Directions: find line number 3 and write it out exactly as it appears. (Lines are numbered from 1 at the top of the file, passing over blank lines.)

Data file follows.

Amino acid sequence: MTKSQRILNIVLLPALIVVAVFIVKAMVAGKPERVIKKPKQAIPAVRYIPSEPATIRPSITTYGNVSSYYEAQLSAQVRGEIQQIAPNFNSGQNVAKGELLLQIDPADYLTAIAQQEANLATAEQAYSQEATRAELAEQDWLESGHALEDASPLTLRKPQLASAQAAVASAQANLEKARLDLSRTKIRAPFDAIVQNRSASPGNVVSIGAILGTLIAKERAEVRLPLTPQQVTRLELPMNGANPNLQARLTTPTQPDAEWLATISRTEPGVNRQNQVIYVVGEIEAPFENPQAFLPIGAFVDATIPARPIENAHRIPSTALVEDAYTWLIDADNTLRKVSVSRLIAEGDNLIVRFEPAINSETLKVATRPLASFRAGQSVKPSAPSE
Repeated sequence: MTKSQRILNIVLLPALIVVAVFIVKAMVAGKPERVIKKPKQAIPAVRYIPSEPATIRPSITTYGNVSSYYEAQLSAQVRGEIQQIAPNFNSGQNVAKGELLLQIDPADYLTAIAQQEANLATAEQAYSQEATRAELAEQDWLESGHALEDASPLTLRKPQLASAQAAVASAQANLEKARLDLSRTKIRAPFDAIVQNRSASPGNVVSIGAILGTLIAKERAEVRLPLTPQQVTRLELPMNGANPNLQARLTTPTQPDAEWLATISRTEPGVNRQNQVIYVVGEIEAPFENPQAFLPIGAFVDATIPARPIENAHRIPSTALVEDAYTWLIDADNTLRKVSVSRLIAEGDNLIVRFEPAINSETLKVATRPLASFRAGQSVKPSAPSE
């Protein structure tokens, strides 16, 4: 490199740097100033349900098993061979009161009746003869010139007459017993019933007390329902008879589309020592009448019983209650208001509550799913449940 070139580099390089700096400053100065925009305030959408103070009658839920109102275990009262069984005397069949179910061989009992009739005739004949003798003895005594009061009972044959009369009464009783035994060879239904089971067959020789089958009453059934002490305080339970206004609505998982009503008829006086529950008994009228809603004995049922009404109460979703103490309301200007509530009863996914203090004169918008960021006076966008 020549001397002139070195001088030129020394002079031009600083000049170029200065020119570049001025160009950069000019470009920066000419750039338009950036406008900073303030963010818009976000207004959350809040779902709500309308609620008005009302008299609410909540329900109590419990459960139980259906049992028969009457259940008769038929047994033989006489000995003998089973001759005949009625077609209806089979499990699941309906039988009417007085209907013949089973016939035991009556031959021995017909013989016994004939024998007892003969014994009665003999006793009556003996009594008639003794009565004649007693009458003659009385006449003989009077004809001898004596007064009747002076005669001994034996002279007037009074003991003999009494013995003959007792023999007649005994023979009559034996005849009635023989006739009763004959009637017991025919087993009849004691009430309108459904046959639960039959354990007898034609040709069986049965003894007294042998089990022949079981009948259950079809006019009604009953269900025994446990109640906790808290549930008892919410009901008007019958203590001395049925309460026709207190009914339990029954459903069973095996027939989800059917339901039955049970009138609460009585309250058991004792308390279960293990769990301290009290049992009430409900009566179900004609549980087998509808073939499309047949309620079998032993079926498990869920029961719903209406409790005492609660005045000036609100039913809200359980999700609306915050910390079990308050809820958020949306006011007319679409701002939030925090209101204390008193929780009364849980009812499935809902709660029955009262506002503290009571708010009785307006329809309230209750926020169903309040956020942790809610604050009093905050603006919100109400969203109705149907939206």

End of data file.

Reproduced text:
């Protein structure tokens, strides 16, 4: 490199740097100033349900098993061979009161009746003869010139007459017993019933007390329902008879589309020592009448019983209650208001509550799913449940 070139580099390089700096400053100065925009305030959408103070009658839920109102275990009262069984005397069949179910061989009992009739005739004949003798003895005594009061009972044959009369009464009783035994060879239904089971067959020789089958009453059934002490305080339970206004609505998982009503008829006086529950008994009228809603004995049922009404109460979703103490309301200007509530009863996914203090004169918008960021006076966008 020549001397002139070195001088030129020394002079031009600083000049170029200065020119570049001025160009950069000019470009920066000419750039338009950036406008900073303030963010818009976000207004959350809040779902709500309308609620008005009302008299609410909540329900109590419990459960139980259906049992028969009457259940008769038929047994033989006489000995003998089973001759005949009625077609209806089979499990699941309906039988009417007085209907013949089973016939035991009556031959021995017909013989016994004939024998007892003969014994009665003999006793009556003996009594008639003794009565004649007693009458003659009385006449003989009077004809001898004596007064009747002076005669001994034996002279007037009074003991003999009494013995003959007792023999007649005994023979009559034996005849009635023989006739009763004959009637017991025919087993009849004691009430309108459904046959639960039959354990007898034609040709069986049965003894007294042998089990022949079981009948259950079809006019009604009953269900025994446990109640906790808290549930008892919410009901008007019958203590001395049925309460026709207190009914339990029954459903069973095996027939989800059917339901039955049970009138609460009585309250058991004792308390279960293990769990301290009290049992009430409900009566179900004609549980087998509808073939499309047949309620079998032993079926498990869920029961719903209406409790005492609660005045000036609100039913809200359980999700609306915050910390079990308050809820958020949306006011007319679409701002939030925090209101204390008193929780009364849980009812499935809902709660029955009262506002503290009571708010009785307006329809309230209750926020169903309040956020942790809610604050009093905050603006919100109400969203109705149907939206």